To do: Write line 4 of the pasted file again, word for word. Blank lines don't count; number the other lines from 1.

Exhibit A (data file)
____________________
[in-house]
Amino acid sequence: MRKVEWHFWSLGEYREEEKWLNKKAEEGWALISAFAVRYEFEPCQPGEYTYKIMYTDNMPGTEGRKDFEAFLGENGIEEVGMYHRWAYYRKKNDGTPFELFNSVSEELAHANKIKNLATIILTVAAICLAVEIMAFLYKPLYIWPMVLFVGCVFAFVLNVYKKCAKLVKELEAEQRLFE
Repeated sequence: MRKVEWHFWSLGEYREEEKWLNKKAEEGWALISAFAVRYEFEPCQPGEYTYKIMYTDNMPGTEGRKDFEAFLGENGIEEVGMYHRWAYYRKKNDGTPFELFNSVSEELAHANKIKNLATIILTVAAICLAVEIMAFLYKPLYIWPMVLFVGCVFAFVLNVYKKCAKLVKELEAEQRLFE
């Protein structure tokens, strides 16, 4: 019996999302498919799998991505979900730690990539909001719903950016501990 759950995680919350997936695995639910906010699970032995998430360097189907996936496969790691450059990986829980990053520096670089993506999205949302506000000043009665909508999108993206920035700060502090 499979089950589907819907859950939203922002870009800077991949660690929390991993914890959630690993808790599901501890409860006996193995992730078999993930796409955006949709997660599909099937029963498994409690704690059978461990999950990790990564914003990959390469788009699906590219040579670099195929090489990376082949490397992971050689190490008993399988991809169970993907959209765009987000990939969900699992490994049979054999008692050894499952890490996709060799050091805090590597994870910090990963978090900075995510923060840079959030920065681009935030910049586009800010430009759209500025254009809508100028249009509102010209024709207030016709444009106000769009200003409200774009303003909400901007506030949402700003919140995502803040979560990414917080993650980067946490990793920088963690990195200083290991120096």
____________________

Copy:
């Protein structure tokens, strides 16, 4: 019996999302498919799998991505979900730690990539909001719903950016501990 759950995680919350997936695995639910906010699970032995998430360097189907996936496969790691450059990986829980990053520096670089993506999205949302506000000043009665909508999108993206920035700060502090 499979089950589907819907859950939203922002870009800077991949660690929390991993914890959630690993808790599901501890409860006996193995992730078999993930796409955006949709997660599909099937029963498994409690704690059978461990999950990790990564914003990959390469788009699906590219040579670099195929090489990376082949490397992971050689190490008993399988991809169970993907959209765009987000990939969900699992490994049979054999008692050894499952890490996709060799050091805090590597994870910090990963978090900075995510923060840079959030920065681009935030910049586009800010430009759209500025254009809508100028249009509102010209024709207030016709444009106000769009200003409200774009303003909400901007506030949402700003919140995502803040979560990414917080993650980067946490990793920088963690990195200083290991120096």